THE FOUL OF THE AIR eschews verbal language. Apart from a opening gambit, what little there is is skewed in guttural, incomprehensible whispers, a theatrical technique that is compelling in itself but leaves one wondering why spoken and written language, in its myriad sub-forms, which might help focus the work as a whole, is so erased or neglected. Michelle St Anne, the Artistic Director, works in a long tradition of performance art, much of which maintains an opposition to verbal and non verbal expression. Much of that traditional dichotomy was born out of decades of propaganda of war and oppression in Europe – however contemporary multiform expression plays with le plaisir du texte (Barthes) and perhaps it is time to revisit this opposition.
Post WW1 poetry of TS Eliot (Four Quartets, We are the Hollow Men) would have been leveraged well into the work. To hear voices, to read poems, to list names – these all honour requiem style the actualities of war and its aftermath, and prevent suffering becoming generalised. As Roland Barthes also said, without words or at least captions, pictures can remain unnecessarily ambiguous, and it is possible to conclude that, despite the joys of ambivalence in performance, THE FOUL OF THE AIR might finally remain unnecessarily ambiguous even incomplete.
Europe offers a vast number of extant ruins, museums, past concentration camps or renovated buildings where the memory of nearby past conflict can still be felt to permeate – in walls, soil, dust, placates and memorabilia. Australia is lucky to have escaped battles, except the frontier war, on its own soil. Wars are the closest we come to experience to violence seeping in through buildings to our being. Once again, knowledge of past battles comes to generations of Australians through video and text – another reason to develop the multiform style of this show.
Certainly the show has a quantum of violence. A disjointed body writhes on an iron bed, until tossed to the floor; bodies throw themselves traumatised against walls; the faux exhausted figure arrives down stairways in shock; music (Mary Rapp, Maximillian Alduca, Marie-Louise Bethun, David Ellis, Jacques Emery, Will Hanson) including five double basses, is disjointed, dissonant, like an ending plaintive elegy; performers and dancers (Renata Commisso, Imogen Cranna, Chloe Fournier, Valerie Berry) move in a visceral fog, often in repetitive, stepped shock trying to relearn walking.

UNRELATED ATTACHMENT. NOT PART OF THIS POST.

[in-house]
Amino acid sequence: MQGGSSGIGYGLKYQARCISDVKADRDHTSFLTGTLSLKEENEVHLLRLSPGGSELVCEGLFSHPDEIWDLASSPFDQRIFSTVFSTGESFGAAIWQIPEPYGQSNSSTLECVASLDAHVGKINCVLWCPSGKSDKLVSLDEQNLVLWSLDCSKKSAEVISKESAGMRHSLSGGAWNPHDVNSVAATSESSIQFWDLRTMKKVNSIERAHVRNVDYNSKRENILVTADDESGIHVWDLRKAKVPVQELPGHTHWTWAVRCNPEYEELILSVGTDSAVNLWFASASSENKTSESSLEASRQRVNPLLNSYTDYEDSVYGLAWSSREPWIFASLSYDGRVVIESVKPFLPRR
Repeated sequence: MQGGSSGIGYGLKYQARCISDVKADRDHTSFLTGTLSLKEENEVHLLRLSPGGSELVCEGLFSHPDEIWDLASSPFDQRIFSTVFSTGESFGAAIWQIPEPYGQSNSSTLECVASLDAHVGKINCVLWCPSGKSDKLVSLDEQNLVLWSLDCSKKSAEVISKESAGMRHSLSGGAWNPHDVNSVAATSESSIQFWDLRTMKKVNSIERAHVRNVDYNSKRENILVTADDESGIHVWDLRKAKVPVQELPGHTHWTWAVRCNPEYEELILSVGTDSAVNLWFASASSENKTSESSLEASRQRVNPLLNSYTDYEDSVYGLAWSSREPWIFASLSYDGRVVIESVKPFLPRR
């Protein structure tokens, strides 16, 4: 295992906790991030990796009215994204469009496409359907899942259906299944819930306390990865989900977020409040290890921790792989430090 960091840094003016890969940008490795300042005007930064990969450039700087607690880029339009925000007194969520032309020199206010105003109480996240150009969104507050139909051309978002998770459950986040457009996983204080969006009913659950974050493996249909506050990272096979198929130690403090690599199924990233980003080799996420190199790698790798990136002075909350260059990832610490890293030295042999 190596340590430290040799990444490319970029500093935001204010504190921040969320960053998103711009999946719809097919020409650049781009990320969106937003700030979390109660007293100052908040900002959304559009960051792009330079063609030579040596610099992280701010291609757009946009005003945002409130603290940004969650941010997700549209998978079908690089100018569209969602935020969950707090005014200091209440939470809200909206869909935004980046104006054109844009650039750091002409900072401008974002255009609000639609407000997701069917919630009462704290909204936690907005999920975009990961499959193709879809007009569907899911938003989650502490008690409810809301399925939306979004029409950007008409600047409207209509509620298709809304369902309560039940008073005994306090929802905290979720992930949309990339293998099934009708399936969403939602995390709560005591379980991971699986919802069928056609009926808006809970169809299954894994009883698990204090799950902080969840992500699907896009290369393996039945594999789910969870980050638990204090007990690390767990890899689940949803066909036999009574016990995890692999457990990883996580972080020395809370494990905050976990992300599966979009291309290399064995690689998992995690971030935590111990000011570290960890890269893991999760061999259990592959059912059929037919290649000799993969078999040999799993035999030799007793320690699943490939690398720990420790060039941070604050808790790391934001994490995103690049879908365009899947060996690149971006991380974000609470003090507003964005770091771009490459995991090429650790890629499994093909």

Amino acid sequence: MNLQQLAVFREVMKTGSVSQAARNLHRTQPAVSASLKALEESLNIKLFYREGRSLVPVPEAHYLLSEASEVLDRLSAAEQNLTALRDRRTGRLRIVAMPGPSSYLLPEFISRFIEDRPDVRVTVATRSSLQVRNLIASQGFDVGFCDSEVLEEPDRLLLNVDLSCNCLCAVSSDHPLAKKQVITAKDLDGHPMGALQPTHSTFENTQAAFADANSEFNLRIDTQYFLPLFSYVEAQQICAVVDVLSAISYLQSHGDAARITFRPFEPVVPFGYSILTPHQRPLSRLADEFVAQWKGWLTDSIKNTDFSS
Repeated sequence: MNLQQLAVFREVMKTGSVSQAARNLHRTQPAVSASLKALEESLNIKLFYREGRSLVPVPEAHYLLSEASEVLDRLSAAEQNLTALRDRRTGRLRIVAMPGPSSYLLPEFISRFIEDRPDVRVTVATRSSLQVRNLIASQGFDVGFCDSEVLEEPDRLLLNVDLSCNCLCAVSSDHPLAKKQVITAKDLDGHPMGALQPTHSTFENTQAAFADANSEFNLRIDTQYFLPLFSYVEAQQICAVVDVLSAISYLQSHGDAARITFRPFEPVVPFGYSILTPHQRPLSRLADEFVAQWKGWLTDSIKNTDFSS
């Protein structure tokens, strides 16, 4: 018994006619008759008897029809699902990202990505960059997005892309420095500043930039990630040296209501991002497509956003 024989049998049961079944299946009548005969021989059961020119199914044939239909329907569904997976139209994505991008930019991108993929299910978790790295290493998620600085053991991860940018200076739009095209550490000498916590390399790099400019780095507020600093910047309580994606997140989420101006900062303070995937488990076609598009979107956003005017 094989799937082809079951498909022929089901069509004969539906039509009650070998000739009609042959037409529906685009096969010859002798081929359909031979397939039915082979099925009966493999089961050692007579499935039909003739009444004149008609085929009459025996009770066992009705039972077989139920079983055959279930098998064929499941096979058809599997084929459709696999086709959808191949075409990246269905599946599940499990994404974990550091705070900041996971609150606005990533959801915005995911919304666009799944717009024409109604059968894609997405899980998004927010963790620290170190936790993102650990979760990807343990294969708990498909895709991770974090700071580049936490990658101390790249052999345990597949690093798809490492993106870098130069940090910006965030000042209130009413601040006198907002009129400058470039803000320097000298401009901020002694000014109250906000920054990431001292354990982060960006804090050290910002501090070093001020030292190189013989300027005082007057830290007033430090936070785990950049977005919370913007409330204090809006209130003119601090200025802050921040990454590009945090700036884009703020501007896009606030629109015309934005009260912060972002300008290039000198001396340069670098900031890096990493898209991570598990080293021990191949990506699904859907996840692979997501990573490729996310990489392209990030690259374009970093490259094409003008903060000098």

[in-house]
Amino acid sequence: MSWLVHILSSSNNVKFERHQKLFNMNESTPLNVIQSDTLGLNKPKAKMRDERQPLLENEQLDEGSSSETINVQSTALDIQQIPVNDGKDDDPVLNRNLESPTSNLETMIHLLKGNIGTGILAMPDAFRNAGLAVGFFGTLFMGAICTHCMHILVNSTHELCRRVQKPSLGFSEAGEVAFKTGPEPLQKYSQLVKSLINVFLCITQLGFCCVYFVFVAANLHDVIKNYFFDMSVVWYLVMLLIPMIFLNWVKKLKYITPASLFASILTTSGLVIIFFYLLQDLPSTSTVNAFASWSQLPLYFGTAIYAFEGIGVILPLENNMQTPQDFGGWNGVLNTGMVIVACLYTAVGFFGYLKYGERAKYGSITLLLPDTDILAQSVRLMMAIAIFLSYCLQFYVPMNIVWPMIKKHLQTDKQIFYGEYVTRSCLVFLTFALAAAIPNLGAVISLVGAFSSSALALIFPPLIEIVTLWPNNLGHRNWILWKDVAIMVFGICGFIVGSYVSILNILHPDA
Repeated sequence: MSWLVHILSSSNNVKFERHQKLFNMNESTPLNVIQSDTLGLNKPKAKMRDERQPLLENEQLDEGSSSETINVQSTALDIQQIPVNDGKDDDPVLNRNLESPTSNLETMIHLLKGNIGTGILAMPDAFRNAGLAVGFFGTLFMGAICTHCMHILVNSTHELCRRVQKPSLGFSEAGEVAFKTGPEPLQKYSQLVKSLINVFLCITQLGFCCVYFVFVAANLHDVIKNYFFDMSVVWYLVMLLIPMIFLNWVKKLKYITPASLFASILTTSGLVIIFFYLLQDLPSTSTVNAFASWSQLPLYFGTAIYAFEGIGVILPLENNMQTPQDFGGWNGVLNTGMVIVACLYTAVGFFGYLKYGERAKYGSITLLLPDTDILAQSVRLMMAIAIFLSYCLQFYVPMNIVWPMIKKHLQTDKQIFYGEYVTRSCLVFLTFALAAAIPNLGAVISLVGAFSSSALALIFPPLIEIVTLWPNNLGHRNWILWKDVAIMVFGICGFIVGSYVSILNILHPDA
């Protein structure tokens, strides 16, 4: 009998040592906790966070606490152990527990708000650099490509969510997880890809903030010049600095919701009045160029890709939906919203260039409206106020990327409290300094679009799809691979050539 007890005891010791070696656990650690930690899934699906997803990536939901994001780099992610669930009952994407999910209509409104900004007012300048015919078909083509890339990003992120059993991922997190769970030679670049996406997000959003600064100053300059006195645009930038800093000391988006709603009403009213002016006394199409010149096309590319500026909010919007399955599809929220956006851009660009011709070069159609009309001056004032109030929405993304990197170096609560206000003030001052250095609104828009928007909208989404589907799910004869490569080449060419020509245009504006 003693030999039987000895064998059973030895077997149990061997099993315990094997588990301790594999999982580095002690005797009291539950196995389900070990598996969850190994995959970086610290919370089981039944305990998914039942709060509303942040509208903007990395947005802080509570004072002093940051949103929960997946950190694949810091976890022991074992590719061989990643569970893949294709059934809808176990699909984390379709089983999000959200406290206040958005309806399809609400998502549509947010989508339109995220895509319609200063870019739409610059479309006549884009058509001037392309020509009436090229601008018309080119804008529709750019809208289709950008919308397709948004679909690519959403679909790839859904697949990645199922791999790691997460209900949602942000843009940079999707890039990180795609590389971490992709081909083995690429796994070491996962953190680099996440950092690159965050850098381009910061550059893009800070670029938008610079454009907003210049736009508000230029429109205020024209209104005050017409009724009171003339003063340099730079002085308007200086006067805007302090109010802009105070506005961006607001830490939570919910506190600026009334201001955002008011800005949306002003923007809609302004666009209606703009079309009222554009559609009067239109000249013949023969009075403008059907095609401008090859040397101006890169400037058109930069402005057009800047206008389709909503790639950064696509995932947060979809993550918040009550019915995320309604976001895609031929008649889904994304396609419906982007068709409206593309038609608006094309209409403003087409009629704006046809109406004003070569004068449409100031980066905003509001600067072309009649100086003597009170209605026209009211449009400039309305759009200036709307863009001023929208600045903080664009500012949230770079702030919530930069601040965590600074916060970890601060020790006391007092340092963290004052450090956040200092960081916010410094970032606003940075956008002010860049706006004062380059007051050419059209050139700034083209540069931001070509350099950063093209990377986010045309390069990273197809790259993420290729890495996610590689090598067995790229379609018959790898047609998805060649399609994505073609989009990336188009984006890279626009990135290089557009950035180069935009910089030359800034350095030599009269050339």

All these images, and materials, are outstanding in their conception and execution. The stage work, and direction, is precise and arresting with many distinct, stylistic moments.
However, the cues and indicators of war and its effects are sketched rather than extended. There remains a certain randomness that prevents the audience organising all visual and verbal elements in an interrelated set or code of signification or narration.
The costumes by Farisa Adi are splendid in style, but why are they white? Why are three key dancers in nightwear, and also in bright costumes? Why is the entrance of one euphonic figure from the outside world also basked in white floods? Why five instruments, and why all the same type? What kind of violence? Where? How?
FOUL OF THE AIR is an established phrase. The title, in itself, is portentous, suggesting stagnation, grossly offensive, noisome, loathsome, disgusting.